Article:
The Dailies. July 17

The Dailies. July 17

Did you work on your language today? Create any new rules of grammar or syntax? New progress on a script? New words in your lexicon?

On the other hand, do any excavating or reading or enjoying stuff you’ve already created? Do you have any favorites to share?

How did you conlang today?


11 thoughts on “The Dailies. July 17

  1. A word:

    gaskiit • [ gas.kiɪt ] • hot, sweltering wind; overwhelmingly hot and oppressive wind, particularly of summer or by day in the desert — noun

    Some thinky thoughts but little work.

  2. I’m still alive!

    In the last few days, I’ve been working on teaching my word (to-be sentence) generator about the finer points of verbs, namely, voices. That is to say, I’ve been trying to teach myself enough about them to explain them in the form of a computer-readable grammar, which is hard. I’ve also been finishing up the vowel harmony system, which I believe to be complete.

    Firen has four voice particles (and the unmarked active voice): nad (passive), nům (antipassive), půt (dative-passive), and sas (reciprocal). Nad and nům are very simple: they elide (or demote) one argument of a transitive verb (The active voice is also allowed to elide (but not demote) the opposite argument*): nad elides the agentive argument of an accusative verb, and nům elides the patientive argument of an ergative verb. Nad also causes the remaining (formerly patientive) argument to be agreed with as an agentive argument. Sas is used when each argument serves a dual role as agent and patient, and which argument gets which case is arbitrary. Půt is used for verbs which have a dative argument as well, and promotes that dative argument to agent while eliding (or demoting) the former agent, leaving patient alone. (Indeed, there does not need to be a patientive argument at all.)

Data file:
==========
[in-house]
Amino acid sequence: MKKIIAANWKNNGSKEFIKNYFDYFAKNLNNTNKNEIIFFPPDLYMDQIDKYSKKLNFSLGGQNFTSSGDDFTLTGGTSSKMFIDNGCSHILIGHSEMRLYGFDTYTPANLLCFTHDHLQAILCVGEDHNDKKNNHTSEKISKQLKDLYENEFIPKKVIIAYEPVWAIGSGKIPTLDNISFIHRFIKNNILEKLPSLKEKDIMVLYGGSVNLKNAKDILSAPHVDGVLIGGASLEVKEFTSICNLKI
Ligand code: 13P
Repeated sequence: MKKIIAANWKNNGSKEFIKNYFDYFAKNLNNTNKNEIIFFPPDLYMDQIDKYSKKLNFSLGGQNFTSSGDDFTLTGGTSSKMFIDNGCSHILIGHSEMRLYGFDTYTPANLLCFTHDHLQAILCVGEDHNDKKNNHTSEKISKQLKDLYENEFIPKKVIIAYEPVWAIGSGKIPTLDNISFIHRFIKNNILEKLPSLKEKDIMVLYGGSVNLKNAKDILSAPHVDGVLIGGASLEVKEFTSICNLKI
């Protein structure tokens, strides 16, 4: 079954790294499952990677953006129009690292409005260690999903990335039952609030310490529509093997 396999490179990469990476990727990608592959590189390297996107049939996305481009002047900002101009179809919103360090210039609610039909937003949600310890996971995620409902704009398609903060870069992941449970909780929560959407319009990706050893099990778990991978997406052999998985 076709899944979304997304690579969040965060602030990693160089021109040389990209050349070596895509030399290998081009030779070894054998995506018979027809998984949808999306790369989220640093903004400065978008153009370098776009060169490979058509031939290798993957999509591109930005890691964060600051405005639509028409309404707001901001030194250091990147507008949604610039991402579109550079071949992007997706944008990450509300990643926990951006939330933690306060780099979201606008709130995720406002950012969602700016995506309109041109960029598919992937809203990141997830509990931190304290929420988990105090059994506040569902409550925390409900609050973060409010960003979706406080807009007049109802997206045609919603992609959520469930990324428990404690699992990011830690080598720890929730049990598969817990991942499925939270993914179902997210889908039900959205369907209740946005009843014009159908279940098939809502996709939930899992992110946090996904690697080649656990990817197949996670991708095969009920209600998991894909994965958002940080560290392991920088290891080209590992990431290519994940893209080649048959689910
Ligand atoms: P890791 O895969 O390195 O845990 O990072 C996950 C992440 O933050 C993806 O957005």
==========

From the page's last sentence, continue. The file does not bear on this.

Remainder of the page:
*A subtlety: certain verbs cannot elide either argument in the active voice, and thus can be used with either the passive or the antipassive voice. The most notable members of this class are verbs of violence. “X cut” (antipassive) and “Y was cut” (passive) both require voice marking.

    The complex part is that some of these can interact. Půt essentially generates an accusative verb, so it can combine with nad and sas, and I haven’t yet worked out how demotion works in that case. Sas can itself combine with either nad or nům, although it has exactly the same result in both cases (nad sas, nům sas: X did Y (to Z) and Y was done to X (by Z); you choose based on the verb’s class (note: if Z is elided, rather than demoted, then the two references to Z in that example are not required to bind to the same entity (or even at all, hence the purpose of eliding arguments))). And finally, you can get nad sas půt, which, though a somewhat pathological case, could be used in such sentences as “X was given to and was ([it]self) given”. But, my leaning is that, in the rare case that it comes up, that would be more likely to be expressed by way of conjunction (except maybe in poetry).

    Every time I look at verbs in Firen, they seem sightly more complicated than the last time. But I think that it all still makes sense and is manageable.

    Additionally, I realized that I’d coined two words for “to give”, gůt and nep, so the newer one (nep) is now “to lend”.

    1. Hiya! Nice to see you again!

      So with your voices, does the form of the verb change, or is it only the particles and argument shenanaigans that mark the voice?

        1. Cool. I’ve been pondering doing that too because I don’t know what to do with my verbs otherwise (but otoh, I have very few things that conjugate the verbs so far).

    2. I love it! I’m not 100% sure I’ve grokked it, but I like what I get of it and how it works together. I’m still trying to figure out demotion/promotion stuff overall and how that works outside of the language-specific.


      1. In Firen, demotion works by moving a nominal from an agreed-with argument (agent/patient, or on a different level of analysis, ergative/absolutive case) to a non-argument adverbial (in pegative case). Promotion (in the dative-passive voice) promotes the (dative) indirect object to the subject while demoting the former subject to non-argument, so it’s not really the same type of process.

        In a cross-linguistic sense, I don’t really know. It’s one of those areas I haven’t studied in depth. “Turns an argument into an adverbial” describes most types of demotion I know of, at least. (I’m also not even sure that it’s a well-defined concept, or even that I’m using the terms correctly.)

        1. Thanks! And glad to hear I’m not the only one who looks at the crosslinguistic stuff and hasn’t fully got it. I still feel behind the curve compared to everyone else, but I’m having so much fun!

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